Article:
The PCAOB emphatically denied the allegations made by its former chief administration officer Sue Lee who claimed in a wrongful termination lawsuit that she was the victim of a “xenophobic and racist campaign” against her by Chairman William Duhnke because of her Asian ethnicity. How emphatically did the PCAOB deny Lee’s discrimination accusations? The U.S.’s audit cops used the word “deny” about 100 times in its rebuttal and counterclaim filed in a Washington, DC court on April 30.
So … that means the PCAOB denied the following accusations:
- That once the COVID-19 outbreak hit the U.S. last spring, Duhnke “began exhibiting increasingly discriminatory behavior” toward Lee due to her Chinese ethnicity and national origin.
- Duhnke called the coronavirus the “kung flu” and the “Chinese flu” in front of Lee.
- Duhnke mocked Lee for wearing a mask in the office.
- Duhnke told some staffers that “some Chinese national snuck Chinese propaganda into the office” after seeing some Chinese-language journals outside Lee’s office in DC.
- Duhnke unfairly targeted Lee after he discovered that she was a Democrat and supported the Black Lives Matter movement.
- Duhnke wanted to replace liberal PCAOB employees with people who support the Republican Party.
- Duhnke called the PCAOB “a frivolous organization” that should be combined with the SEC.
And while an internal investigation was conducted by the PCAOB on Lee’s “unnecessary” and “unapproved” travel to Boston, where the PCAOB had an office, during her tenure as CAO, a tipster with knowledge of what’s going on at the PCAOB told us an internal investigation was never initiated against Duhnke to determine if he actually said the things Lee is accusing him of saying:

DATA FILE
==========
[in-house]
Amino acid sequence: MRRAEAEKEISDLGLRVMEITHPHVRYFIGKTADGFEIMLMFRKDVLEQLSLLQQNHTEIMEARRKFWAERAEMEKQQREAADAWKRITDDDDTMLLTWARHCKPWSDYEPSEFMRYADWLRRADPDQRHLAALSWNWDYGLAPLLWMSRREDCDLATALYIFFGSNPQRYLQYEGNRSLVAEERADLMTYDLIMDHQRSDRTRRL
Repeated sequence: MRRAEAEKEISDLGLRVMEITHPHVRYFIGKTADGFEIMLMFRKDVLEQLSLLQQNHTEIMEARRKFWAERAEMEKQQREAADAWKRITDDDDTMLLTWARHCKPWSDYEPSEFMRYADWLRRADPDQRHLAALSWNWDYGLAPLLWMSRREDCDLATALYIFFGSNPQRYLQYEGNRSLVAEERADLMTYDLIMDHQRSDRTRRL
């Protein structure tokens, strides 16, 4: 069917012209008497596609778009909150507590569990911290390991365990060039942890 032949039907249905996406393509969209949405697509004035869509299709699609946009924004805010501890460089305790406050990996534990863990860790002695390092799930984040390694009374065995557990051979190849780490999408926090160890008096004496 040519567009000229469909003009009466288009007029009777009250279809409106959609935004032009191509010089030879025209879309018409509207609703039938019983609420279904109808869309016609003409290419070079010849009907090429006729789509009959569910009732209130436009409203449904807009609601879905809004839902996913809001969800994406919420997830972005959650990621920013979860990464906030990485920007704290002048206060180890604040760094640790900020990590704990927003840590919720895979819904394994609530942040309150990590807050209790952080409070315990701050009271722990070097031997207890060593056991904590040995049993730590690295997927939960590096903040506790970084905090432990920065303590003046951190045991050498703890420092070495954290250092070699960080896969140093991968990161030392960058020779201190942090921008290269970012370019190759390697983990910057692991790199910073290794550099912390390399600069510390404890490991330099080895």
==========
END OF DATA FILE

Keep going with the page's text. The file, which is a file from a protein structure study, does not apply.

The internal investigative group IOPA [Internal Oversight and Performance Assurance] reports directly to the chairman. The chairman has not directly addressed this with the organization. For over a year, weekly emails have been sent from him, and he’s been quiet since the lawsuit came to light. Should audit committee chairs or the firm ask anyone about the lawsuit, employees were instructed to read to a bland response which states that no comment can be made on pending litigation and that the allegations are baseless. Internal commentary from the board and HR has been lacking at best.
Lee, an accomplished corporate attorney who was hired by the PCAOB in February 2019 as its first-ever chief risk officer, was promoted to acting chief administration officer in July of that year and reported directly to Duhnke.
As part of her duties as acting CAO, Lee oversaw the daily operations of the PCAOB at its DC headquarters and its regional and satellite offices, which necessitated her having to travel to these sites, including Boston, where she recommended the PCAOB move its office there to a more affordable suburb in the Boston area, according to her lawsuit.
In February 2020, after Lee was promoted to full-time CAO, the PCAOB decided to close five satellite office, including the recently opened Boston-area office, and transitioned all affected employees to full-time work from home. The lawsuit states that Lee had to “regularly travel to the Boston area to oversee the closure” of that office space. She says all travel to Boston was approved by the PCAOB and was reported to Duhnke.
In its counterclaim, the PCAOB admitted that Lee was “at times” required to visit other PCAOB offices as CAO. However, the PCAOB denied that the CAO position necessitated frequent travel and said many of Lee’s trips “were undertaken in violation of PCAOB’s mandatory telework period and were also unapproved, improper, and/or excessive.”
The counterclaim also states that the PCAOB “uncovered evidence that proved that much of Ms. Lee’s purported ‘business travel’ was not only unnecessary to PCAOB, but also was, in reality, personal in nature”:
Defendants admit that Plaintiff was expected to compile accurate data from her travel to other offices and to update Mr. Duhnke with complete information, but Defendants deny that Plaintiff did so. Specifically, Defendants deny that Plaintiff accurately reported the nature, purpose, and extent of her travel, particularly to the Boston area, where she maintained a residence, or provided any data that would justify the extent of that travel. …
[O]n several occasions, she charged PCAOB for trips to the Boston area during which she visited her home but did not visit the area PCAOB office or, if she did, stayed for only a few minutes.